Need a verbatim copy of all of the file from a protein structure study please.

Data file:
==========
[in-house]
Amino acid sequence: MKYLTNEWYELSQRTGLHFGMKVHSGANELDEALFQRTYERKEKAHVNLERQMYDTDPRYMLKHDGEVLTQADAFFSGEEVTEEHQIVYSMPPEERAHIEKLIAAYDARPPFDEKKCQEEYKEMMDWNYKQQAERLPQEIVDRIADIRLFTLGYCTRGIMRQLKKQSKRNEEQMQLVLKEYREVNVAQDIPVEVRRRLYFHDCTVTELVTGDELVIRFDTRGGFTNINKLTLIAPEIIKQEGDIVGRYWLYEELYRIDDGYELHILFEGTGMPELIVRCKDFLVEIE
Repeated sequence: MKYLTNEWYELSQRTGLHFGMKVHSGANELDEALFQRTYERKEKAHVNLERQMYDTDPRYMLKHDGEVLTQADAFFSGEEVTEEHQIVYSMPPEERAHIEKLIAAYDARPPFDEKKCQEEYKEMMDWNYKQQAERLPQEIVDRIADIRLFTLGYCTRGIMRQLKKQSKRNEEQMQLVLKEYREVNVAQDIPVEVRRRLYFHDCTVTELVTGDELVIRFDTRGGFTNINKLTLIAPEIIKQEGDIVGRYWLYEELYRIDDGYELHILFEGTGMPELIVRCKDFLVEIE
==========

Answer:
[in-house]
Amino acid sequence: MKYLTNEWYELSQRTGLHFGMKVHSGANELDEALFQRTYERKEKAHVNLERQMYDTDPRYMLKHDGEVLTQADAFFSGEEVTEEHQIVYSMPPEERAHIEKLIAAYDARPPFDEKKCQEEYKEMMDWNYKQQAERLPQEIVDRIADIRLFTLGYCTRGIMRQLKKQSKRNEEQMQLVLKEYREVNVAQDIPVEVRRRLYFHDCTVTELVTGDELVIRFDTRGGFTNINKLTLIAPEIIKQEGDIVGRYWLYEELYRIDDGYELHILFEGTGMPELIVRCKDFLVEIE
Repeated sequence: MKYLTNEWYELSQRTGLHFGMKVHSGANELDEALFQRTYERKEKAHVNLERQMYDTDPRYMLKHDGEVLTQADAFFSGEEVTEEHQIVYSMPPEERAHIEKLIAAYDARPPFDEKKCQEEYKEMMDWNYKQQAERLPQEIVDRIADIRLFTLGYCTRGIMRQLKKQSKRNEEQMQLVLKEYREVNVAQDIPVEVRRRLYFHDCTVTELVTGDELVIRFDTRGGFTNINKLTLIAPEIIKQEGDIVGRYWLYEELYRIDDGYELHILFEGTGMPELIVRCKDFLVEIE